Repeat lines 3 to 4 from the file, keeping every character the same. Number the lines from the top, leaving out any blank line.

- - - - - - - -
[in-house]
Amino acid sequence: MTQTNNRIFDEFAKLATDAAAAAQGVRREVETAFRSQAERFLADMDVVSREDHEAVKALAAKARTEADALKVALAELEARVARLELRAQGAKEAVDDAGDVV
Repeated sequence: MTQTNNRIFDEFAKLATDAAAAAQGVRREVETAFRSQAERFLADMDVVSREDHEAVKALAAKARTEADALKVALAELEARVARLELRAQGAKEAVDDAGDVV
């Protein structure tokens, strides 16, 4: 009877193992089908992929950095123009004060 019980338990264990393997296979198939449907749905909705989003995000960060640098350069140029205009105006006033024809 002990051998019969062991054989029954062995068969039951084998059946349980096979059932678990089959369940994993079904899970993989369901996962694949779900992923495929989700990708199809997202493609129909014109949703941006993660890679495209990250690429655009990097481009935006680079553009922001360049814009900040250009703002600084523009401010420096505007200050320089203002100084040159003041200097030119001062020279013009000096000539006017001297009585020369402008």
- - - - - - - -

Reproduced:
Repeated sequence: MTQTNNRIFDEFAKLATDAAAAAQGVRREVETAFRSQAERFLADMDVVSREDHEAVKALAAKARTEADALKVALAELEARVARLELRAQGAKEAVDDAGDVV
């Protein structure tokens, strides 16, 4: 009877193992089908992929950095123009004060 019980338990264990393997296979198939449907749905909705989003995000960060640098350069140029205009105006006033024809 002990051998019969062991054989029954062995068969039951084998059946349980096979059932678990089959369940994993079904899970993989369901996962694949779900992923495929989700990708199809997202493609129909014109949703941006993660890679495209990250690429655009990097481009935006680079553009922001360049814009900040250009703002600084523009401010420096505007200050320089203002100084040159003041200097030119001062020279013009000096000539006017001297009585020369402008």